Science News in Brief: Children discover remains of 10 million-year-old whale

Elsewhere researchers have been busy establishing that multiple sclerosis might be caused by poor drinking water, that terror attacks using vehicles imitate one another, and that it might be possible to grow your own surfboard

A family of amateur archaeologists from Randers digging up clay in Gram Lergrav in south Jutland have discovered the remains of a toothed whale that lived 10 million years ago.

Back then Gram Lergrav would have formed part of the seabed around 100 metres below sea level during a time when the region was pretty mountainous.

A true family effort
A brother and sister, aged 8 and 12, discovered the first fossil fragments, before Dad stepped in to uncover six vertebrae in total.

The Gram Lergrav clay area, which is owned by Museum Sønderjylland, is well known for yielding a high number of fossils, and the museum has cordoned off the area to excavate it fully.

Grow your own surfboard
Three DTU students are busy trying to fashion the first 100 percent biodegradable surfboard. Made using hazardous chemicals and non-degradable materials, most boards are environmentally unfriendly and impossible to recycle, but the trio intend to grow theirs in a surfboard-shaped mould using hemp fibre as a core and living fungi as a binding agent. However, they still need to find a component that can provide a hard shell. If successful the board will eventually end up as fertiliser of fishfood, depending on where it ends up. The students in question, who reject the notion there are any truly sustainable boards on the market, are only working on their BA, so lord knows what they’ll end up doing in their master’s.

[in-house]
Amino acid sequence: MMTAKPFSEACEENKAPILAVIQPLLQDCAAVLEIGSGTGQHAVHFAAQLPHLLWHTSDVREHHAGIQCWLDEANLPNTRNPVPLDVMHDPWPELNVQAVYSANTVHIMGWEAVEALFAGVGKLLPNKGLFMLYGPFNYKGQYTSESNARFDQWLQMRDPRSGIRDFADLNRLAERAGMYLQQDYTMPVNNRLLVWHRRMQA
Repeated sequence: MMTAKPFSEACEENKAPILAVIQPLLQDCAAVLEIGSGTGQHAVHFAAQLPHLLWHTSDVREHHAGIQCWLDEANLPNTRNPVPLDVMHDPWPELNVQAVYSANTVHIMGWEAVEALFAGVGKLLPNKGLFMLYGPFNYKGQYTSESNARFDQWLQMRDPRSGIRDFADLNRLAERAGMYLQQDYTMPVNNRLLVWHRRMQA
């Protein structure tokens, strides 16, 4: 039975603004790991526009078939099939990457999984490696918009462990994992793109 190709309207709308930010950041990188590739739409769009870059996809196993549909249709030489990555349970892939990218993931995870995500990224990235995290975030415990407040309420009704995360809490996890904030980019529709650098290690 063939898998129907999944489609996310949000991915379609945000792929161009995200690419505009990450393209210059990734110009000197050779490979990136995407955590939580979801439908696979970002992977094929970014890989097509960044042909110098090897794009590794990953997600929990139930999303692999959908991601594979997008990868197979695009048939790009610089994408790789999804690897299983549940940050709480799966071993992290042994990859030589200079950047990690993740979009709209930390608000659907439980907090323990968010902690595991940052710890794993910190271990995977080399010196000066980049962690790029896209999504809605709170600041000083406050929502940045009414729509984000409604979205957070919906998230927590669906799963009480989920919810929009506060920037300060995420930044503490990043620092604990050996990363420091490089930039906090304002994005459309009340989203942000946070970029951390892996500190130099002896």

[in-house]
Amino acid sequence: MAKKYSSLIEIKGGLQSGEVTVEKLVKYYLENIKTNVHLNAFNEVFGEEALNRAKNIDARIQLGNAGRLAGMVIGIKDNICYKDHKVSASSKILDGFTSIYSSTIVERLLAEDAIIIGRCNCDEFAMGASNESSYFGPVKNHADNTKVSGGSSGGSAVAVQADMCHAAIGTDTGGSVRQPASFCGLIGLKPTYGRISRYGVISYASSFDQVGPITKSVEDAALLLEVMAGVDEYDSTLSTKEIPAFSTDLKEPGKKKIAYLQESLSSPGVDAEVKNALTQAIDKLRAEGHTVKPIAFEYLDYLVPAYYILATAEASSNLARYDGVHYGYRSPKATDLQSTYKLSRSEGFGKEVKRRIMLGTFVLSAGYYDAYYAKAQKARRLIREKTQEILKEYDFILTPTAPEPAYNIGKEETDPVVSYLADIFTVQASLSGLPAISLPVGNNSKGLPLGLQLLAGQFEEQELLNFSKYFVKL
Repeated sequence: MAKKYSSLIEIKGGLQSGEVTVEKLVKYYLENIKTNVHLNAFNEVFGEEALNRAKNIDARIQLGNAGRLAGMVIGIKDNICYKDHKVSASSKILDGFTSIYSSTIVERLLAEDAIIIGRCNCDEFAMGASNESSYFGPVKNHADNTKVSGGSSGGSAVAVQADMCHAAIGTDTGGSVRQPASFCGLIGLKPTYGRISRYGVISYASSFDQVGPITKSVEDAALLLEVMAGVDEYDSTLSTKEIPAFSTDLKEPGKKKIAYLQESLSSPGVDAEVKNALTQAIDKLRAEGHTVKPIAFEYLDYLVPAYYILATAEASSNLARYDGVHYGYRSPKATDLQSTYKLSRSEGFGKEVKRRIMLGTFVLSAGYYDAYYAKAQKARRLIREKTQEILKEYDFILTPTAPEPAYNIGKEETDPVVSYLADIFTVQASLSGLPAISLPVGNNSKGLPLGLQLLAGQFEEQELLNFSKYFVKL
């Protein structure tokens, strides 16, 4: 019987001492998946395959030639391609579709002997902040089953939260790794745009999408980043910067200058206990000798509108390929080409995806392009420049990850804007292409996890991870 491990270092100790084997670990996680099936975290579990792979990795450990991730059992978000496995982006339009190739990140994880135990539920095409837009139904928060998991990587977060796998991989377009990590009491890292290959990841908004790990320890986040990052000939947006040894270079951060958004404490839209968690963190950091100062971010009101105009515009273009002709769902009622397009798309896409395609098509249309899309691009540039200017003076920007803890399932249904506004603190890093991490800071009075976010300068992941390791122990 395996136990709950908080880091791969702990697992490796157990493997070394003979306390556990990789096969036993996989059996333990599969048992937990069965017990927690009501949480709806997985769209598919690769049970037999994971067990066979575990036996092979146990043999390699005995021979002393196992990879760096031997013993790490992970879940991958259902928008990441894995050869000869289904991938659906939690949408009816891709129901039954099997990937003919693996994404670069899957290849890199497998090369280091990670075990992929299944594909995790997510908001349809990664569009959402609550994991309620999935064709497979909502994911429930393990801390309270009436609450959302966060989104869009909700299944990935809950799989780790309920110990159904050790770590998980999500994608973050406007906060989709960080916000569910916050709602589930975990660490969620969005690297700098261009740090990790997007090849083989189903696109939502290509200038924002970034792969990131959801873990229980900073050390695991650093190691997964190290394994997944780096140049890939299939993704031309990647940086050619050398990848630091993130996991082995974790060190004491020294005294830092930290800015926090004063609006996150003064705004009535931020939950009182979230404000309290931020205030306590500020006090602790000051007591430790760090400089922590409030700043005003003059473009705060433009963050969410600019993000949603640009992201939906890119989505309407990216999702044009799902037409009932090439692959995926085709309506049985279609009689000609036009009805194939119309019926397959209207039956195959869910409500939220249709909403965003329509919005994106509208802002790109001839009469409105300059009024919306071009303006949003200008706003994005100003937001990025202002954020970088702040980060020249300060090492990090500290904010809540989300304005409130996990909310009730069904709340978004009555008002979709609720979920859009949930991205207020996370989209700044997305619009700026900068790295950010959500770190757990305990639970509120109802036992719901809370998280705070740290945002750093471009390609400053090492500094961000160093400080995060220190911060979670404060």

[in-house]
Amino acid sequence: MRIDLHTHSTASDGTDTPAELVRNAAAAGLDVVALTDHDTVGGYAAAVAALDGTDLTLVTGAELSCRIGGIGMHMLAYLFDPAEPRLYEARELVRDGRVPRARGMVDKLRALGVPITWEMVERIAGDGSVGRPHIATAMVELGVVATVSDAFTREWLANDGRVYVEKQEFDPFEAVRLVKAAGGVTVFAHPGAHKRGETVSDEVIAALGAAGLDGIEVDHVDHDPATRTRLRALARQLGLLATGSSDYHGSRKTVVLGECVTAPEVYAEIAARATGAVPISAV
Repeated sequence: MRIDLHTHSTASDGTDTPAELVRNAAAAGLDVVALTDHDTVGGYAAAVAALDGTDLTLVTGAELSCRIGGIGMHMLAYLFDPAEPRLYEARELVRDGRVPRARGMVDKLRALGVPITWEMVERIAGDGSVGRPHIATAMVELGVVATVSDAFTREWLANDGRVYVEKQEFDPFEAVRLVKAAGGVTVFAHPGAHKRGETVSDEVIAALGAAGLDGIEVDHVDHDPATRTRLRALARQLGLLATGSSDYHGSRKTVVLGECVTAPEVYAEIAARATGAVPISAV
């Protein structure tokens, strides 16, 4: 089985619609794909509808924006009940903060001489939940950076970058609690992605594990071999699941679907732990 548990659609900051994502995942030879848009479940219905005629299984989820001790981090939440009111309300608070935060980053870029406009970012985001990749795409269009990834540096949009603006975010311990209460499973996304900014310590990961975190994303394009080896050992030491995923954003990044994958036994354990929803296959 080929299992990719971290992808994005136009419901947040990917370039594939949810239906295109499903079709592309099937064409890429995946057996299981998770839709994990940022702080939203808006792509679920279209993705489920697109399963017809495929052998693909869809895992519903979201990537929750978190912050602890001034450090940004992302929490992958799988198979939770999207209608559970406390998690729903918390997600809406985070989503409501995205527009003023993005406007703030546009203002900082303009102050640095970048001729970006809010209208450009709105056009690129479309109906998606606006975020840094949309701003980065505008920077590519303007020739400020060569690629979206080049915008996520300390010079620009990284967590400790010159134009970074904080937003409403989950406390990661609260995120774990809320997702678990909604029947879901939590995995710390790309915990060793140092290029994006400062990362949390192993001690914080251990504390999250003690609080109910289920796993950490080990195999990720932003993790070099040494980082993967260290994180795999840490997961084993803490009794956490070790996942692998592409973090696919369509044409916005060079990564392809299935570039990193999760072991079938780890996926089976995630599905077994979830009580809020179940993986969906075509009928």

Higher incidence of sclerosis in Aarhus than Copenhagen
The risk of developing multiple sclerosis or amyotrophic lateral sclerosis is 18 percent higher in some regions compared to others, according to a survey by the Statens Institut for Folkesundhed public health institute. For example, the risk is higher in Aarhus than in Copenhagen. The authors of the survey, which mapped 13,000 cases recorded between 1971 and 2013, believe environmental factors are to blame, and that the damage is done during somebody’s childhood. They suspect the quality of drinking water could play a major role.

REMA 1000 the best supermarket at fighting food waste
Norwegian budget operator REMA 1000 has been rated the best supermarket at combatting food waste, according to a survey by KANTAR Gallup to mark the tenth anniversary of food waste initiative Stop Spild Af Mad. REMA 1000, a long-term partner of the food waste initiative, was singled out by 30 percent of the participants, nine percentage points clear of second-placed Netto. Supermarkets are generally credited with offering fewer volume discounts (buy two, get one free etc) and more options for smaller households. However, only 21 percent believe supermarkets have played the biggest role in fighting food waste, with 27 percent opting for volunteer organisations like Stop Spild Af Mad.

Vehicle terror attacks are more imitated and improvised than planned
Terror attacks using vehicles inspire others to carry out similar atrocities, according to a joint study by the University of Kent and University of Copenhagen – a little like aircraft hijackings in the 1960s and 70s did. Researchers established it was unlikely the low-tech method of attack was conceived by terror groups such as IS, but merely improvised by individuals hell-bent on causing carnage in countries where security levels at more obvious targets, such as high-profile events and venues, have never been higher. The researchers note that in several cases one ideology’s attack (for example, IS at London Bridge) has inspired another (Islamophobia at the Finsbury Park Mosque), asserting that the attacks are more like crimes of passion than carefully planned terrorist acts.